62. I haven’t been, more by accident than anything else. That said, “recovery” has been forced on me this week as I managed to get both an ear infection and strep throat only a week before the Bolder Boulder 10K. Must. get. better before then, so I’m trying to nap and take it easy.

  63. When do you become an ‘athlete’ who needs to recover?

    I try to run (emphasis on try), but my miles are nothing compared to what is often mentioned here, not sure there is anything to recover from!

    Maybe that is something for the new book – help to know when the new hobby is serious enough to justify foam rollers, compression socks and knee sleeves. Seriously, when you are out here running with the cows how do you know when a little running turns into your (serious, make-room-in-the-budget) sport?

  64. I ALWAYS make an effort for recovery, even if it means skipping cross-training. Maybe because I was older when I started running?

  65. I have been forcing myself to go to yoga, and it’s been awesome. Sometimes I find myself saying “I’m too busy to go tonight,” which reminds me of how much I NEED to go that night. I don’t slow down well, but I’m working on it!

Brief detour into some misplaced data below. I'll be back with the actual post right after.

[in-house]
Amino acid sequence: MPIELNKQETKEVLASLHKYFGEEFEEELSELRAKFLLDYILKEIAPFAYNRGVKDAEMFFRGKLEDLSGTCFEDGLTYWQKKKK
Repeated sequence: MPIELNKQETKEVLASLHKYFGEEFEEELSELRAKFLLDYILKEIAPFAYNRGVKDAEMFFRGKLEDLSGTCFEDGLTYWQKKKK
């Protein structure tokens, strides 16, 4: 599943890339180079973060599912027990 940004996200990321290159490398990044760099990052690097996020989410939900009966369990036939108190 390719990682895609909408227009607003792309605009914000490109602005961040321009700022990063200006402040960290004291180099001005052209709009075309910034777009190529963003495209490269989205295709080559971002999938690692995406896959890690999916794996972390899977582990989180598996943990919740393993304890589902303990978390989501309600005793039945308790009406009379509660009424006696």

66. I am praising God that this week is one of my recovery weeks for my tri training! By the end of last week, I could really see my progress slipping. I have even started working my schedule so that I have two rest days in a row instead of interspersing them during the week. That way I get more time for family, and I get the rest my body needs.

  67. I started running last year and very quickly discovered that my body was just not going to respond well without built-in recovery time. Despite my very type-A, “get it done” mentality, I know that my 44 year-old legs thank me for the recovery days — they’re as important as my running days to my overall training!

  68. I don’t have a specific plan – I just do what my body tells me. After a run, I usually crave fruit so I eat some. If I feel tired after a long run/workout, I’ll turn in a little early. I just try not to overthink it 🙂

  69. My mind knows I need to recover, but my type A personality has a really hard time accepting it. I am getting better at it, especially when I see it pay off with easier running and fewer injuries. I still have to quiet that little voice inside, though, that says, “you’ll fall behind if you don’t push, push, push.”

  70. In the past I always thought I didn’t have time. Now that I’m a mom and my time is even more limited, I’m realizing how much more important making time for recovery is if I want to maximize the time I do have for running. While my routine does need work, I’m noticing a big difference by trying to make time for the foam roller, stretches, and even an occasional massage.